Castell, Texas

Coordinates: 30°42′04″N 98°57′23″W / 30.70111°N 98.95639°W / 30.70111; -98.95639
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Castell, Texas
Castell is located in Texas
Castell is located in the United States
Coordinates: 30°42′04″N 98°57′23″W / 30.70111°N 98.95639°W / 30.70111; -98.95639
CountryUnited States
Elevation1,201 ft (366 m)
Time zoneUTC-6 (Central (CST))
 • Summer (DST)UTC-5 (CDT)
Area code325
FIPS code48-13240[2]
GNIS feature ID1379514[1]

Castell (/kæˈstɛl/ ka-STEL) is a small unincorporated, rural town in Llano County, Texas, United States. It is part of the Texas German belt region, and most residents are still ethnic German-Texan. Its population was 104 at the 2010 census. Located in the heart of the Texas Hill Country, its northern border is formed by the Llano River. It was designated a Recorded Texas Historic Landmark in 1964, marker number 9440.[3]


Castell began in 1847 as a land grant in Comanche territory settled by German abolitionists and Free-Soilers.[4] The unsettled land had formerly been part of the Fisher–Miller Land Grant.

It was part of a series of immigrant settlements sponsored by a group of prominent Germans known as the Adelsverein, including Baron Emil von Kriewitz,[5] John O. Meusebach, Prince Carl of Solms-Braunfels, Hermann Spiess, Gustav Schleicher, Ferdinand Ludwig Herff, and Count Carl Frederick Christion of Castell-Castell (1801–1850). Count Castell was the vice president and business manager from the beginning of the Adelsverein until about the time of Castel's founding. The other communities were Schoenburg, Meerholz, Leiningen, and Bettina. The first two were unsuccessful from the start. Leiningen and Bettina had brief lives, with Bettina lasting only a year. Only Castell remains in Llano County.[4]

Describing conditions in Castell in the mid-19th century, a tour guide has written

Life here was not easy. For the first couple of years, Castellites depended heavily on supplies and support from the people of Fredericksburg, who had problems enough of their own. A round trip to Fredericksburg—about 50 miles—took 4 days.[4]


Castell briefly experienced an influx of about 20 Mormon pioneer families under the leadership of Lyman Wight. They had settled in Zodiac, Texas, in 1847, in Mormon Mill in 1851, and then settled in Castell briefly before moving south in 1854 to Bandera, Texas. Wight died on March 31, 1858, and his body was returned to Zodiac for burial.[4][6] Due to the Mormon custom of sending out missionaries, the Castellite congregations of 19th-century North Carolina possibly took their name from the Mormons who lived briefly in Castell, Texas.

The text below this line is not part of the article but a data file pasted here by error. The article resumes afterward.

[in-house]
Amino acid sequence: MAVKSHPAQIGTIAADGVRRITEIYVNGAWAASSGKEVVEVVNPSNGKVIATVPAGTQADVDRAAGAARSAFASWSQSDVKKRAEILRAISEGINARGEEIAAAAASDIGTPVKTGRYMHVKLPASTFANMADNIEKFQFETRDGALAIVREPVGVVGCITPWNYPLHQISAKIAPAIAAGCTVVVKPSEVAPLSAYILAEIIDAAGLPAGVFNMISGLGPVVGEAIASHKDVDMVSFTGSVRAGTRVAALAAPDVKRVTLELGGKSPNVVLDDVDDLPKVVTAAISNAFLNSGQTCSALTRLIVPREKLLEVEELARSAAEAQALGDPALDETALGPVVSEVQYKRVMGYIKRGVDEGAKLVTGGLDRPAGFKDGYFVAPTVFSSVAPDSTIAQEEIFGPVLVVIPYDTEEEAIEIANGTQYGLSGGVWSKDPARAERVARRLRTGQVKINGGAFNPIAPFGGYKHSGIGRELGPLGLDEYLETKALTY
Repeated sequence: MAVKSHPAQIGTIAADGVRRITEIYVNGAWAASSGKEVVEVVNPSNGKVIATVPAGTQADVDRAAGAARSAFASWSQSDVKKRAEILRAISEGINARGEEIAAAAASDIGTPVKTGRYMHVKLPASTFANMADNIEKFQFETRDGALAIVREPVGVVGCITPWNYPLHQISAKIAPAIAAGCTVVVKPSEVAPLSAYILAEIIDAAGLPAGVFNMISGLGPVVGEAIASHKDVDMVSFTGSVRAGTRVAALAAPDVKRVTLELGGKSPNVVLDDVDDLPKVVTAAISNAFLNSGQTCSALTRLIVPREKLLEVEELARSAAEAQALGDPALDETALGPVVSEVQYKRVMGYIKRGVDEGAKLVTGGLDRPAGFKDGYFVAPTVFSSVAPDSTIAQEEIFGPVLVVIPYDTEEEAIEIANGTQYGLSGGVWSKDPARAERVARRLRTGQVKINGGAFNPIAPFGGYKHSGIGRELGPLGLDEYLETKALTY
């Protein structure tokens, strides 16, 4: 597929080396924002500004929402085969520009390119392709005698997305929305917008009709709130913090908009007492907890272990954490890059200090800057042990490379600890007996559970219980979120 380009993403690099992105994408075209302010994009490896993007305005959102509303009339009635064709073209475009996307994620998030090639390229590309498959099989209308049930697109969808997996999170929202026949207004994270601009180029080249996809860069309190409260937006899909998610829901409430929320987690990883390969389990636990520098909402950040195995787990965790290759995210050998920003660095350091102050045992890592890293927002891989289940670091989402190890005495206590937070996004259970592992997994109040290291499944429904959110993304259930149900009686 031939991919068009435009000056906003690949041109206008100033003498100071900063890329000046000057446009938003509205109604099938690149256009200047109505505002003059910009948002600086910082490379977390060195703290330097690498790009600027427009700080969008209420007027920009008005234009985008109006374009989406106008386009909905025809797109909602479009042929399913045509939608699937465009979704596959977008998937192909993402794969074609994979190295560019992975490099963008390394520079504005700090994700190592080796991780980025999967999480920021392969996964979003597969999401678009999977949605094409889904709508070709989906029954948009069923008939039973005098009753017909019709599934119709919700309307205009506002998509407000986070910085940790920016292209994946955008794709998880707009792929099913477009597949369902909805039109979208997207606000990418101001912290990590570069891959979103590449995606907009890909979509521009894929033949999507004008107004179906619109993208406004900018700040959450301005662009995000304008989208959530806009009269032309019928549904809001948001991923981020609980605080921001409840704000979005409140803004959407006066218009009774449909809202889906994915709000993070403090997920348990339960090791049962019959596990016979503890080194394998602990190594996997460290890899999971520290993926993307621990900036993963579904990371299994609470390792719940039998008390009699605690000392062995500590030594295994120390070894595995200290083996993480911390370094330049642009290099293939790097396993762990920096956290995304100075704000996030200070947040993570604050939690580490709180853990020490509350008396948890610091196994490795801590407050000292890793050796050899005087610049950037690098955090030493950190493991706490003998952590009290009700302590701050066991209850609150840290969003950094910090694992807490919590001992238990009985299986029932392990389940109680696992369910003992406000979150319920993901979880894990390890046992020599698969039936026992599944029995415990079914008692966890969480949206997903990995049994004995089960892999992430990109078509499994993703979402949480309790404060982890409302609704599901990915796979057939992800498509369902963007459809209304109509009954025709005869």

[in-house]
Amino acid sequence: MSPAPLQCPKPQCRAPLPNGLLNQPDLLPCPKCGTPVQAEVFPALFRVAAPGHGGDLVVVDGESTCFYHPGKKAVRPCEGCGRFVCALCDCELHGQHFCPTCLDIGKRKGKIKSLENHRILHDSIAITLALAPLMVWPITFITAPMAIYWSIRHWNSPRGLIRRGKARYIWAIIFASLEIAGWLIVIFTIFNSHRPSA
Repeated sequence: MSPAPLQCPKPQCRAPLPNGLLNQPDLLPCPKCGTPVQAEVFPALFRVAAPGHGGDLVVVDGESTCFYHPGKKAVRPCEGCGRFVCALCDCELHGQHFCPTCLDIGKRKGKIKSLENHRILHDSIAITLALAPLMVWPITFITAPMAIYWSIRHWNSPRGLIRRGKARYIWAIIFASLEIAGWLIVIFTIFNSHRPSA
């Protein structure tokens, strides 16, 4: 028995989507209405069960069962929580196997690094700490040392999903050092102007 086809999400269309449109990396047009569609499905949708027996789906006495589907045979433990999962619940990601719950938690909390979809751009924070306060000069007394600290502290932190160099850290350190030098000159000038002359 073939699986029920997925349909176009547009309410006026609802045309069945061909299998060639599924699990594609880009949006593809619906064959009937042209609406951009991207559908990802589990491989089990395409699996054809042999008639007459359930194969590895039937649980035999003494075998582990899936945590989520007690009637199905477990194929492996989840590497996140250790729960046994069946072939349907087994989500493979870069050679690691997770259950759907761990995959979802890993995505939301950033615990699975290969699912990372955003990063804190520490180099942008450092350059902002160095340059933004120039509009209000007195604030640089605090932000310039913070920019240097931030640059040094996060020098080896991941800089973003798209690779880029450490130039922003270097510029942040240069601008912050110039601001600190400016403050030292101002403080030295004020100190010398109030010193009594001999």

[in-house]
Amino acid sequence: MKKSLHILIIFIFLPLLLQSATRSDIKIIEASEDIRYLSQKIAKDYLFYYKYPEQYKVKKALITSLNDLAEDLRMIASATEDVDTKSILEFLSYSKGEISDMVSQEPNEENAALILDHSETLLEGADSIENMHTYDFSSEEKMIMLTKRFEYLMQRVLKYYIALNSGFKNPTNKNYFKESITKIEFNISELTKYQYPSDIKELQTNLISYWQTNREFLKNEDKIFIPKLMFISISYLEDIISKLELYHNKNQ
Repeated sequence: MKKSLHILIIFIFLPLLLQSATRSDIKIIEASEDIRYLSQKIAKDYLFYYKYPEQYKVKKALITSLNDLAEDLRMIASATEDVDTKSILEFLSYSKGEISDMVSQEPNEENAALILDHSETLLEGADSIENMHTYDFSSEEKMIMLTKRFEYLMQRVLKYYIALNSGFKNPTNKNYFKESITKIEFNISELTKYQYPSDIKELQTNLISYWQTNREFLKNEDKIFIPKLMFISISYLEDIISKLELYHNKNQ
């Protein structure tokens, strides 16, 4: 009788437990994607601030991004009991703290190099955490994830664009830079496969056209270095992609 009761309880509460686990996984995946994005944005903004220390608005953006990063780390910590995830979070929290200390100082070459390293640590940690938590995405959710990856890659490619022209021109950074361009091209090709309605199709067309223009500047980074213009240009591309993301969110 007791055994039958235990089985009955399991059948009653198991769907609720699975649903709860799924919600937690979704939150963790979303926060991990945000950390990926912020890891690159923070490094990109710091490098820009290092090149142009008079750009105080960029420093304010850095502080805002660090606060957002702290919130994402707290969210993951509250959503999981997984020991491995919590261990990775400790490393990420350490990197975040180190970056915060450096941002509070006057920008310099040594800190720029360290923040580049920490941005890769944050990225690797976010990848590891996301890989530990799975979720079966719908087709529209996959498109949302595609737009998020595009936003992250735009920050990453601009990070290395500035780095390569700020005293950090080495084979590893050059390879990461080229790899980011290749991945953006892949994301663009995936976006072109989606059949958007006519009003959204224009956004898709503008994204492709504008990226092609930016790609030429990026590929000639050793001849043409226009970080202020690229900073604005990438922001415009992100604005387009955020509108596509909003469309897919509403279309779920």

Modern era[edit]

The community was originally on the north bank of the Llano River, but now is on the south bank in the western part of Llano County near the Mason County line.

Castell had a population of 72 people in 1972 and again in 2000.[5] In 2007, a Castell promotional site claimed a population of only 23.[7]

Castell is in the Central Time Zone and is assigned ZIP code 76831 and area code 325.

Castell has several small businesses, mainly centering on camping and hospitality as a result of the flyfishing and kayaking opportunities there.[8]


The climate in this area is characterized by hot, humid summers and generally mild to cool winters. According to the Köppen climate classification system, Castell has a humid subtropical climate, Cfa on climate maps.[9]

Notable person[edit]

  • Emil Kriewitz lived with the Penateka Comanche, and served as guide for Fisher-Miller Land Grant settlers. He was the Llano County justice of the peace in 1870, Llano County election judge in 1871, and served as postmaster of Castell from 1876 to 1883. He was buried in the Llano City Cemetery.[10]

See also[edit]


  1. ^ a b U.S. Geological Survey Geographic Names Information System: Castell, Texas
  2. ^ "U.S. Census website". United States Census Bureau. Retrieved January 31, 2008.
  3. ^ "Castell, Texas". Recorded Texas Historic Landmark. William Nienke, Sam Morrow. Archived from the original on July 7, 2011. Retrieved February 14, 2011.
  4. ^ a b c d Lyman Wight's Mormon Colony in Texas Archived June 5, 2011, at the Wayback Machine excerpt from "Mormon Trails" chapter in Hill Country travel guide by Richard Zelade (2001). Accessed August 6, 2007.
  5. ^ a b Castell, Texas by James B. Heckert-Greene in the Handbook of Texas Online. Accessed August 7, 2007.
  6. ^ Wight, Lyman, Handbook of Texas
  7. ^ Castell, Texas — 76831, basic information about the town. Accessed August 7, 2007.
  8. ^ Castell, Texas
  9. ^ Climate Summary for Castell, Texas
  10. ^ Hadeler, Glenn. "Emil von Kriewitz de Czepry". Handbook of Texas Online. Texas State Historical Association. Retrieved February 17, 2011.

External links[edit]

  • Castell, Texas Community Profile includes numerous links to various Castell maps, aerial photos, Census data, local government offices. Accessed August 7, 2007.
  • Castell, Texas — 76831, a reference to the area's zip code, with information about the town's business community and photo of plaque commemorating the founding of Castell, Bettina, and Leiningen. Accessed August 7, 2007.
  • Biography (English) of Count Carl of Castell-Castell